Nurture relationships: Stay socially connected for a longer and happier life.
Live in the present: Mindfulness keeps you anchored in the present, free from past regrets and future worries. Combine that with positivity and self-care for a fulfilling menopause journey.”
Menopause: uncovering the link with depression
Can menopause cause depression? Without a doubt, menopause triggers a cascade of transformations in your body, and some of these factors can contribute to depressive feelings. Hormonal fluctuations during menopause can disrupt mood stability leading to extreme changes in hormone levels. The discomfort of hot flashes often results in sleep disturbances, adding to the emotional challenges we face during this phase. Mood swings, anxiety and fear also play a significant role, subjecting you to rapid and intense mood swings, oscillating from laughter to tears in just a few minutes.
Yayo Aquila: “When someone said that the menopause experience would get better with time, I laughed at the thought. However, now that I’ve reached that stage, I can’t help but admit that she was absolutely right. Insomnia is a thing of the past, and my energy is limitless. Night sweats are a distant memory, replaced only by occasional flushes. I’ve also discovered a newfound confidence and a much stronger sense of self. Embracing self-care during this phase of life has been truly enjoyable.”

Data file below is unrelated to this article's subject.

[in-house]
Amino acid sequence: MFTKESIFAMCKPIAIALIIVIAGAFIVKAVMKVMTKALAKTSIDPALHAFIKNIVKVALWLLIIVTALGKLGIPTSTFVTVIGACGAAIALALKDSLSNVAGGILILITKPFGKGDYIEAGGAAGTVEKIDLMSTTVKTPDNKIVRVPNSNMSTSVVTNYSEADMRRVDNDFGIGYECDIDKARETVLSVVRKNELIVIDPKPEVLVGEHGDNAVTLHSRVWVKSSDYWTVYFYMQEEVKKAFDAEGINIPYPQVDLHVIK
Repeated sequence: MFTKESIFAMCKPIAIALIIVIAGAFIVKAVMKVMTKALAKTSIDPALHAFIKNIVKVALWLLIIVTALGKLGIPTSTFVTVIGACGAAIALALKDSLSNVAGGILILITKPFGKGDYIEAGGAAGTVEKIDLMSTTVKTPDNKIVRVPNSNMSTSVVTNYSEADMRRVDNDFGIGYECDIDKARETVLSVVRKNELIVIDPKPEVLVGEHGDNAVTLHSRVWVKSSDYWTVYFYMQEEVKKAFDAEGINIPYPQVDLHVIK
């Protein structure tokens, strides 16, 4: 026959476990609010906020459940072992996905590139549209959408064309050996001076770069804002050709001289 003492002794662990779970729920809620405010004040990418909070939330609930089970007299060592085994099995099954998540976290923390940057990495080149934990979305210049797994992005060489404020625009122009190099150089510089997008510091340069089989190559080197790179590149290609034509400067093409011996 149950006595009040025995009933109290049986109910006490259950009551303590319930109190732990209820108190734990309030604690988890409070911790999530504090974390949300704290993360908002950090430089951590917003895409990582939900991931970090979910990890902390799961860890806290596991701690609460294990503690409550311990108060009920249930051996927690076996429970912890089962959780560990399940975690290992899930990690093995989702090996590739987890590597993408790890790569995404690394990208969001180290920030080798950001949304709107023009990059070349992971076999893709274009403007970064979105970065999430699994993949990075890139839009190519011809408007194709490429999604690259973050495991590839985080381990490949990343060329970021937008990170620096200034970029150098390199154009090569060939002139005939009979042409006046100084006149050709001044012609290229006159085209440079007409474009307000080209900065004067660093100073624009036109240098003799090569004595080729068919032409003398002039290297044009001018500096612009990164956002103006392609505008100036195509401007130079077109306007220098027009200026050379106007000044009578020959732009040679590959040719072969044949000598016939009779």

However, it is extremely important to remember that you are not going through this journey alone. Opening up and engaging in conversations with others who have faced similar challenges is key. I engaged in dialogue with a number of women, each of whom shared their own unique experiences, ranging from fear of losing their mind or the onset of early dementia to brave admissions of struggling with thoughts of self-harm. These remarkably resilient women take on family responsibilities, maintain careers and provide care for elderly relatives, all while navigating the turbulent waters of menopause. What’s more, I’ve had the privilege of meeting inspiring postmenopausal women who are not only surviving, but thriving and living their best lives. Their journeys give them the strength to understand that this phase will also pass.